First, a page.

(Reuters) — Tesla on Friday named two independent board directors, including Oracle co-founder Larry Ellison, to fulfill a September deal that resolved federal charges that arose from Chief Executive Elon Musk’s tweet about taking the electric carmaker private.
Tesla said Ellison and Walgreens Boots Alliance’s global head of human resources, Kathleen Wilson-Thompson, joined the board, effective December 27.
Ellison, who calls himself a close friend of Musk, bought 3 million shares of Tesla earlier this year.
Under an agreement with the U.S. Securities and Exchange Commission, Musk agreed to pay a $20 million fine and step aside as Tesla’s chairman for three years to settle charges that could have forced his exit. Tesla also agreed to pay a $20 million fine.
Tesla further consented to the appointment of an independent chairman, two independent directors and a board committee to control Musk’s communications. Twitter has frequently been Musk’s go-to venue for freewheeling communications and confrontation with Tesla’s critics.
A U.S. judge in October approved the deal, which resulted from tweets by Musk on August 7 that he was considering taking the company private and had secured funding. The SEC subsequently filed fraud charges against him, citing what it said were his “false and misleading” tweets.
Tesla’s shares were up 1.8 percent at $321 in Friday morning trading.
Analysts welcomed the additions, especially Ellison, whose background is similar to Musk’s. Ellison, through a spokeswoman, declined to comment.
“Larry Ellison obviously has a tremendous presence in Silicon Valley … with maverick type CEO traits very similar to Elon Musk, so he brings a level of understanding because he has gone from a startup to a successful company similar to Tesla,” Tigress Financial Partners analyst Ivan Feinseth said in an email.
“I don’t believe he would let friendship get in the way of good judgment,” Feinseth added about Ellison.
Wedbush analyst Daniel Ives called the appointments a “home run” in a research note.
The addition of Ellison to the board “could help channel Musk’s energy and passion into positives going forward thus moving further away from the ‘going private tweetstorm’ from a few months ago, which continues to be a lingering overhang on the name,” Ives said.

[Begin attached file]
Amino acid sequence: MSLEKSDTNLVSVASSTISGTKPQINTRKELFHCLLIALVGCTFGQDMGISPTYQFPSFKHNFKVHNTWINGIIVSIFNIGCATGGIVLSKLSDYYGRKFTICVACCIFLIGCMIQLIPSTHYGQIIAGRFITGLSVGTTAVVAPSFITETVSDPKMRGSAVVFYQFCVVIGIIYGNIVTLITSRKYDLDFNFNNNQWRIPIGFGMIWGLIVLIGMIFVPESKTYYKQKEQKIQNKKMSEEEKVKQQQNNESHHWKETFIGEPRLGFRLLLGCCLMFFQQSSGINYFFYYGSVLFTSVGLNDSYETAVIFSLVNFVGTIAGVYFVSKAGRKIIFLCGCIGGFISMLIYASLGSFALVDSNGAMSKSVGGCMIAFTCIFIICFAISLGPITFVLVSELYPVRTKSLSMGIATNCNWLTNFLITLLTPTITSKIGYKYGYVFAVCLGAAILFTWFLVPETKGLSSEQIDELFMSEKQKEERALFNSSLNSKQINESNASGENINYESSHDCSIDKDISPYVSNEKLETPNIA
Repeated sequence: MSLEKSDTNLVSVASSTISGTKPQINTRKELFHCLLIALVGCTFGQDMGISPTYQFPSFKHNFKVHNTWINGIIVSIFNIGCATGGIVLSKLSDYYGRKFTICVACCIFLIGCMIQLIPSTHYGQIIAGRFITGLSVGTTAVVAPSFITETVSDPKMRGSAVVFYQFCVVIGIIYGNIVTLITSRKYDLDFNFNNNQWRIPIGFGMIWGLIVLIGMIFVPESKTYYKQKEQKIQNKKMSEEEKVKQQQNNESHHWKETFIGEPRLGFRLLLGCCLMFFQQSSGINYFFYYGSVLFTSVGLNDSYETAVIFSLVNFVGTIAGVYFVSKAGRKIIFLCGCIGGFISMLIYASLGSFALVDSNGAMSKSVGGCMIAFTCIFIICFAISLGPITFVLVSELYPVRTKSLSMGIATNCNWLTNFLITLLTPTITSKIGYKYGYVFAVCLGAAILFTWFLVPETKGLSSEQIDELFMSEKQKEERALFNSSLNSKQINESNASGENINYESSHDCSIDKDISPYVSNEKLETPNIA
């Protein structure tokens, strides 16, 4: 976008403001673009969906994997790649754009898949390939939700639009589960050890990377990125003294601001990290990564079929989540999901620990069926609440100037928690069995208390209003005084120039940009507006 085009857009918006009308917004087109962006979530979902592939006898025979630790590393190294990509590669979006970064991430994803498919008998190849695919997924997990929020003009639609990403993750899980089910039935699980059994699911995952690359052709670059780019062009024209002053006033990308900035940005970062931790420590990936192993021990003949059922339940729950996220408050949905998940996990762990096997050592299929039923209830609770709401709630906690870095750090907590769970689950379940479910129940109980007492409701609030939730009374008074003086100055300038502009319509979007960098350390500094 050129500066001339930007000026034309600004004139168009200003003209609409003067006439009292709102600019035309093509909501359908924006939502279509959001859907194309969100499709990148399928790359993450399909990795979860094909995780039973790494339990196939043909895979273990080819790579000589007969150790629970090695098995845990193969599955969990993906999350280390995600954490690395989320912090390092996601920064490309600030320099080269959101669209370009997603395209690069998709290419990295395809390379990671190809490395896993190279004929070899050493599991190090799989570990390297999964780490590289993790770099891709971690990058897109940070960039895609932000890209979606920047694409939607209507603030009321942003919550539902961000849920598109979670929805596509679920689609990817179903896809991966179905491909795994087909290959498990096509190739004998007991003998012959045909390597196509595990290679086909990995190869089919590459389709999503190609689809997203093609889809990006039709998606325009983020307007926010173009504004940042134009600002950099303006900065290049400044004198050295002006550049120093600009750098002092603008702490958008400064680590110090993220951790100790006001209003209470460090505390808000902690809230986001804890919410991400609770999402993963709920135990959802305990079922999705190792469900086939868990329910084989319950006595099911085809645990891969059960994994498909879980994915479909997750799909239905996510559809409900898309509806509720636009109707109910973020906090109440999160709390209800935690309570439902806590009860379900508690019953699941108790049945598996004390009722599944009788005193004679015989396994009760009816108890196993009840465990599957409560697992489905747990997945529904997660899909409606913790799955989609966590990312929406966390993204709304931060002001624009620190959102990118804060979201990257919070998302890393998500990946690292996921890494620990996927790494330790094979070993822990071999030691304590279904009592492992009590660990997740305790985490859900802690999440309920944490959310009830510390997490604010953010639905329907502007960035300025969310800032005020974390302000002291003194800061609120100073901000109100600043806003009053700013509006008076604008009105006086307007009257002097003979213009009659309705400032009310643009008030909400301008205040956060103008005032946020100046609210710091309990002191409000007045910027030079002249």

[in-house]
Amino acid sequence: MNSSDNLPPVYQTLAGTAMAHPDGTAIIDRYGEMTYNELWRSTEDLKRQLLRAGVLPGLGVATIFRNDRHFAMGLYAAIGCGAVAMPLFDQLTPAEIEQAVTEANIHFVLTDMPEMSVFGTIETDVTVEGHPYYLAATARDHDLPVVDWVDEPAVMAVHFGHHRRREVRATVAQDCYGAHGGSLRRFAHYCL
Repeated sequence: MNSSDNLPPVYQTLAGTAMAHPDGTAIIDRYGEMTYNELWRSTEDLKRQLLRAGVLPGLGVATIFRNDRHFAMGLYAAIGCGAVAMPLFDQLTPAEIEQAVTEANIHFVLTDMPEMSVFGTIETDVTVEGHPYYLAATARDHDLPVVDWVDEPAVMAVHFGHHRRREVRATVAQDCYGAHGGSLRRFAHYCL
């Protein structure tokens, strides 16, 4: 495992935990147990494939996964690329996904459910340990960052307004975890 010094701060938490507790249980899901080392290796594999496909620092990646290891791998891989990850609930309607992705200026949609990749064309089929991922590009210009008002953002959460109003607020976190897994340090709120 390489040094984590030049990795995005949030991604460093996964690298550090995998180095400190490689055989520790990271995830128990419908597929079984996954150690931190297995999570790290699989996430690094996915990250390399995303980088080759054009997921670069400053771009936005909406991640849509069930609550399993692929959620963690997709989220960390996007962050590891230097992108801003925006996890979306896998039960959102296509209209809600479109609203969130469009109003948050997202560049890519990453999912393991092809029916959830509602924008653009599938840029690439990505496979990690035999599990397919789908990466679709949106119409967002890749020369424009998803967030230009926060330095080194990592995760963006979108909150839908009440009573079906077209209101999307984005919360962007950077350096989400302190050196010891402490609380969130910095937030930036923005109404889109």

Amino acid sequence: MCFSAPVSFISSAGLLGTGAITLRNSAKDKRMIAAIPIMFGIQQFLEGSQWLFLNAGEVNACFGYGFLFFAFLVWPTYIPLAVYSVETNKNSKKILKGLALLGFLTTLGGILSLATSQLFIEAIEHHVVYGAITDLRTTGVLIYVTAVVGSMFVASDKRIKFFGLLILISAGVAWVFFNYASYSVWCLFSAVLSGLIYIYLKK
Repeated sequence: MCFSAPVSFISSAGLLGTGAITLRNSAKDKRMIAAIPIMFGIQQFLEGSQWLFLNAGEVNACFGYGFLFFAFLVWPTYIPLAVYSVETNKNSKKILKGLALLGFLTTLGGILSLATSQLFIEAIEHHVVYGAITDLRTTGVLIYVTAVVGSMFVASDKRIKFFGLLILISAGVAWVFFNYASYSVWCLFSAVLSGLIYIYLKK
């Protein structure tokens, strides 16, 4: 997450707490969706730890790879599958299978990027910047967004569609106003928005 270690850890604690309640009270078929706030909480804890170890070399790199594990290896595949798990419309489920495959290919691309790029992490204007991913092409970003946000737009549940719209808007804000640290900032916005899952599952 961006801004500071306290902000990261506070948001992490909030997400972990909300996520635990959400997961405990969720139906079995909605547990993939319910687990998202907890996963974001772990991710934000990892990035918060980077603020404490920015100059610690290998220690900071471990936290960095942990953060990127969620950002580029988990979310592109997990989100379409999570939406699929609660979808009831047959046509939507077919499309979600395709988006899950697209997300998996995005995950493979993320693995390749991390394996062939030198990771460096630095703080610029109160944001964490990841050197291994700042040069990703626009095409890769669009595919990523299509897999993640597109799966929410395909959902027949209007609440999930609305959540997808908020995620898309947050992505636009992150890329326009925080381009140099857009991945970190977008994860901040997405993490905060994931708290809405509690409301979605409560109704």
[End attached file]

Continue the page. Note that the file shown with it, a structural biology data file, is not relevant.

In November, Tesla named director Robyn Denholm as board chair, fulfilling one of the demands. Denholm, who joined Tesla as an independent director in 2014 and agreed to step down as finance chief of Australian telecoms firm Telstra Corp Ltd, spent 11 years as a senior vice president at Sun Microsystems, a unit of Oracle.
Tesla said it conducted a “thorough, expansive” search process for the directors, calling Ellison a “preeminent entrepreneur” and Wilson-Thompson “a human resources leader” and said both had a passion for sustainable energy.
The larger-than-life Ellison is also known for making bombastic, brash public comments. He went on a diatribe attacking cloud computing at a 2008 analyst conference, which only served to highlight Oracle’s slow move into the space. He undermined Oracle’s business relationship with Hewlett Packard in 2010 in an email to the New York Times that chastised the board for firing its CEO and his friend, Mark Hurd, after a sexual harassment inquiry.
He rarely interacts with journalists or blogs, and has only Tweeted once — a 2012 message promoting Oracle’s cloud products.
Ellison, said by Forbes magazine to be worth $55 billion, has in the past defended Musk.
“I’m very close friends with Elon Musk, and I’m a big investor in Tesla,” Ellison, 74, said on an October 26 conference call with analysts.
“This guy is landing rockets,” Ellison added about Musk, referring to his leadership of SpaceX. “He’s landing rockets on robot drone rafts in the ocean, and you’re saying he doesn’t know what he’s doing. Well, who else is landing a rocket?”
Wilson-Thompson, who could not be immediately reached for comment, spent 17 years at Kellogg Co before joining Walgreens, and serves on the boards of two U.S.-based manufacturing companies.
Musk has gained fans for his bold approach to business and technology, using his almost 24 million Twitter followers to promote Tesla, SpaceX and tunnel venture Boring Co.
But the August claim that he had the funding to take Tesla private, and a subsequent U-turn, stunned Wall Street and came as Musk was filmed briefly smoking marijuana during a live Web show and when he called a British diver in the Thai cave rescue a “pedo.”
Tesla’s market cap exceeds that of traditional, established U.S. automakers that make millions of vehicles and billions of dollars in profits annually, and the company has garnered legions of fans despite repeated production issues.
(Additional reporting by Jim Finkle; Editing by Sriraj Kalluvila and Steve Orlofsky)